Assessment should be linked to funding incentives, no grants given for Jamia centenary: V-C
Jamia Millia University scored a total of 90% in a self-assessment exercise, based on annual targets set by each university under performance parameters determined by the Centre. The assessment should be linked to financial incentives to make it more effective, Jamia’s Vice-Chancellor Najma Akhtar told The Hindu on Friday.
Jamia, which has been in the spotlight for police violence and riots on campus last December, achieved the highest score for 2019-20, followed by Rajiv Gandhi University in Arunachal Pradesh, and Jawaharlal Nehru University in New Delhi. However, the Education Ministry (formerly the Ministry of Human Resource Development or MHRD) notes that this is an internal assessment, not a ranking, as the targets are self-determined and not comparable across universities.
“MHRD does the internal assessment of Central Universities regularly based on yearly MoU signed with MHRD, UGC [University Grants Commission] and universities. Jamia University is on the top in the internal assessment,” said a Ministry spokesperson. “The word rankings should be avoided.”
“It may not be a ranking of the quality of a university like the NIRF [National Institutional Rankings Framework]. But it is ranking of a university’s ability to reach pre-set targets. The Ministry makes sure that those targets are not too low,” said Dr. Akhtar. At the beginning of each year, universities set their own targets on various parameters, including student intake and diversity, faculty strength, research and patents, and financial management.
“Halfway through the year, the CAA [Citizenship Amendment Act protests] happened, and put us at a disadvantage for no fault of ours. COVID happened to everyone, but we were the worst affected by CAA, and we still managed to keep going. We did not shut the university, we kept classes and research going. Research is our main strength at Jamia,” she said, adding that the university had met the challenge of COVID-19 by training all its 800 faculty in online teaching methods and use of digital library resources as soon as the lockdown was announced.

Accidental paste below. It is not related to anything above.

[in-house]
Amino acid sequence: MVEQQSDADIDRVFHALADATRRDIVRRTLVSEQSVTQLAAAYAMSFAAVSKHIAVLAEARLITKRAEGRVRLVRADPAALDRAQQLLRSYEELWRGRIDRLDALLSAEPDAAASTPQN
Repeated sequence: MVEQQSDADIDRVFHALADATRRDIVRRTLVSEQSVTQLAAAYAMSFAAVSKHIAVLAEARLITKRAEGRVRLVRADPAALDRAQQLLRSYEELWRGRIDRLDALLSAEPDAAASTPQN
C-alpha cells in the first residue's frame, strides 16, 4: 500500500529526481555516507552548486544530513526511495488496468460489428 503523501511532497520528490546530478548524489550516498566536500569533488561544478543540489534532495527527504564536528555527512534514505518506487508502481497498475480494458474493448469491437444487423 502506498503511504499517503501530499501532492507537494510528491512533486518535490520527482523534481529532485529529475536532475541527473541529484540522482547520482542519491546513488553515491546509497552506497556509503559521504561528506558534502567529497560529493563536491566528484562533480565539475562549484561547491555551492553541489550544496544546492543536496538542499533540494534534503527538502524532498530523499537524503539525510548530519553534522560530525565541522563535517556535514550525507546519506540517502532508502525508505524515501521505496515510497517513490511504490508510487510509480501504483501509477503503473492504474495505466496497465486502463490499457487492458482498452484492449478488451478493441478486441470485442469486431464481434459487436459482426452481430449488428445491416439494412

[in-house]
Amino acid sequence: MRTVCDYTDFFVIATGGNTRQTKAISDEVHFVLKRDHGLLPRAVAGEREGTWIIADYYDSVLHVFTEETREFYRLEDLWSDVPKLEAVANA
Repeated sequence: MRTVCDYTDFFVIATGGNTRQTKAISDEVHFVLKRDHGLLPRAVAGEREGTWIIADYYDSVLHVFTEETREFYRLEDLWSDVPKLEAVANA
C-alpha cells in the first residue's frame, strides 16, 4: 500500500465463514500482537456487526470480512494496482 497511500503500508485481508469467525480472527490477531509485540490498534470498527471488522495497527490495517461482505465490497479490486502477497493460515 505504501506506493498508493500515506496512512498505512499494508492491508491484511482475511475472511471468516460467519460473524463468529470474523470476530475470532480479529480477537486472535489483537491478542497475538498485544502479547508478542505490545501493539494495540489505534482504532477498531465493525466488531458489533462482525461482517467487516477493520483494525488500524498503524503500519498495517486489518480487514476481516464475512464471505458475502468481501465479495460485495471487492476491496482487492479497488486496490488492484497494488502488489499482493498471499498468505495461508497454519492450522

Dr. Akhtar felt that the assessment would be more effective if it were linked to UGC grants or other funding incentives. “Our grants are very weak. We did not even get any grants for our centenary celebrations this year,” she said. Looking ahead, her top priority is to obtain funding, probably through a loan from the Higher Education Financing Agency, to build more hostels. “Many students are not able to take admission because of the lack of hostels. Most of our girls, and even our boys, do not feel safe living off the campus, given the current situation,” added the V-C.
At the other end of the scale, the Central University of Himachal Pradesh (CUHP) achieved a score of only 27%, and is glad that funding is not dependent on the assessment. Only the Indira Gandhi National Tribal University in Arunachal Pradesh posted a lower score.
“We have no permanent infrastructure yet, we are running out the university out of a few rented buildings and a few buildings given temporarily by the State,” CUHP registrar Sanjiv Sharma told The Hindu. Although the university was established in 2010, land for its campus has not yet been allotted largely due to political disagreements on its location, according to Dr. Sharma.
Having finally agreed on a dual campus, a ₹500 crore project proposal has now been sent to the Education Ministry despite some land still awaiting an environment clearance. The university is awaiting sanction from the Centre, despite its poor performance in the assessment exercise.
“Without any permanent buildings, how do we even do something as basic as faculty recruitment? This is the biggest issue,” said the Registrar. The university has a student strength of 1,500 in 25 departments, with 135 faculty members, 70 of whom were hired over the past year. “Once we are able to set up our own campus, we can focus on the rest of the assessment,” he said.